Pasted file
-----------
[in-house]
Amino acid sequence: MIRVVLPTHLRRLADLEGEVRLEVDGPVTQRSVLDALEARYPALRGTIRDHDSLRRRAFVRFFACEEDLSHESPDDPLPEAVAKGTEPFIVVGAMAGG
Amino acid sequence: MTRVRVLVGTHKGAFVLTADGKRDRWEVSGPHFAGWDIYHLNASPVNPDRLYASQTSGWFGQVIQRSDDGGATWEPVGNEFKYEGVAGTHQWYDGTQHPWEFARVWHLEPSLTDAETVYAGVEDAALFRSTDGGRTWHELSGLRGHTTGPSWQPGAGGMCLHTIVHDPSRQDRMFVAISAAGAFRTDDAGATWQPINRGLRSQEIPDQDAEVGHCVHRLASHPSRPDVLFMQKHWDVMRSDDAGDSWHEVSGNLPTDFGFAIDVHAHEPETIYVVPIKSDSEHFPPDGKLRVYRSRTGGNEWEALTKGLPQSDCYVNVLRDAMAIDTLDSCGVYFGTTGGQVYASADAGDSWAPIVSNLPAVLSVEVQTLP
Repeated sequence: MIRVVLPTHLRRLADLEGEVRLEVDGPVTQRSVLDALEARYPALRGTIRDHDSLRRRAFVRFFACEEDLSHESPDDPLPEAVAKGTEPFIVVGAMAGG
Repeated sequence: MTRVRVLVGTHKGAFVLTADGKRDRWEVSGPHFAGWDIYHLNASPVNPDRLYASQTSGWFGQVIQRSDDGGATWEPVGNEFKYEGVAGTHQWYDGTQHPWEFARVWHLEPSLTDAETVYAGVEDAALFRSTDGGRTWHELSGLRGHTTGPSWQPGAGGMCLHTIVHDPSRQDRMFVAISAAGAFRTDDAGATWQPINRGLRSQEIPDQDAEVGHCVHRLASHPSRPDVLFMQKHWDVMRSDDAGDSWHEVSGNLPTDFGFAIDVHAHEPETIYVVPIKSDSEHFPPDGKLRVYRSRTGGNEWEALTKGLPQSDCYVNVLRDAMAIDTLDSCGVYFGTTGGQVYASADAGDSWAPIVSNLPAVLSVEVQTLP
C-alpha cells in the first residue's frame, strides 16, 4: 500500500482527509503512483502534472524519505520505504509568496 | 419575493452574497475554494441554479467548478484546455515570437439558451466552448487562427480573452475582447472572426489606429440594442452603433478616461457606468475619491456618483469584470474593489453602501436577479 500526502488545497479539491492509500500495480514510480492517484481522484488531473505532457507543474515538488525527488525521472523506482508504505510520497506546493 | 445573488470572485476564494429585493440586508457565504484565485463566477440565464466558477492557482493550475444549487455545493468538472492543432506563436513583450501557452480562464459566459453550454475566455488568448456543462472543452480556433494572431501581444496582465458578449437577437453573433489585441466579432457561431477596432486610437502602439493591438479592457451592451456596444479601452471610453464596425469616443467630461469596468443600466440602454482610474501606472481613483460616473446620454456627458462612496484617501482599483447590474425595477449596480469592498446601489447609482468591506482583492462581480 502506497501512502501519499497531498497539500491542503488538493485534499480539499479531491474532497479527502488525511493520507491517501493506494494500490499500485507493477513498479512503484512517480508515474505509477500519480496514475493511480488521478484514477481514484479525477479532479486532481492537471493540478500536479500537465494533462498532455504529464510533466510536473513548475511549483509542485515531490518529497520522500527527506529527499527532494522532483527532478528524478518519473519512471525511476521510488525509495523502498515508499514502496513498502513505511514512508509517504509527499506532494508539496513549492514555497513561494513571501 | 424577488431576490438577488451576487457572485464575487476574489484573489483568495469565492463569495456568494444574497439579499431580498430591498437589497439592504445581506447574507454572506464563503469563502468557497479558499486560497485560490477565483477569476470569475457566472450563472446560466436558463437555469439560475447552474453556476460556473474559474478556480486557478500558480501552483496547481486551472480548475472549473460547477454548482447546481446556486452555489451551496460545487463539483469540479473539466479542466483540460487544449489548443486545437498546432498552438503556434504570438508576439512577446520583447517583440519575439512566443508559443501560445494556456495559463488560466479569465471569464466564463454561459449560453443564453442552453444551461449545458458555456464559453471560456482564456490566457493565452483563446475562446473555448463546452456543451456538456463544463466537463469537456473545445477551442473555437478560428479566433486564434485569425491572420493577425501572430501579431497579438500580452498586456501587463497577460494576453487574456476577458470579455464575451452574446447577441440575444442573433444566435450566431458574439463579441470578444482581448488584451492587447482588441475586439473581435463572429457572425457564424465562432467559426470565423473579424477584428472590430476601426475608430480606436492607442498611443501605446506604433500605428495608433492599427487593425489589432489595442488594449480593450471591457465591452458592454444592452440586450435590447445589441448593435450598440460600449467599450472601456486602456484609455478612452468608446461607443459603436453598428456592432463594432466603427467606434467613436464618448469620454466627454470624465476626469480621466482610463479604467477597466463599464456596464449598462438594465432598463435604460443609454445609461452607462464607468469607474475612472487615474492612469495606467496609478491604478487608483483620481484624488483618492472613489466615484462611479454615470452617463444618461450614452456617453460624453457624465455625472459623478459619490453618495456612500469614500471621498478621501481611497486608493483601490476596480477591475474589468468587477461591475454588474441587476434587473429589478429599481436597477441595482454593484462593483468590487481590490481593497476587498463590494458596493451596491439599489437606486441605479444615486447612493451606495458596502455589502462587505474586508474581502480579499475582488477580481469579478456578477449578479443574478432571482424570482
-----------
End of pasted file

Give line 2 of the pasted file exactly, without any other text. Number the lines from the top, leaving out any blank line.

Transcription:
Amino acid sequence: MIRVVLPTHLRRLADLEGEVRLEVDGPVTQRSVLDALEARYPALRGTIRDHDSLRRRAFVRFFACEEDLSHESPDDPLPEAVAKGTEPFIVVGAMAGG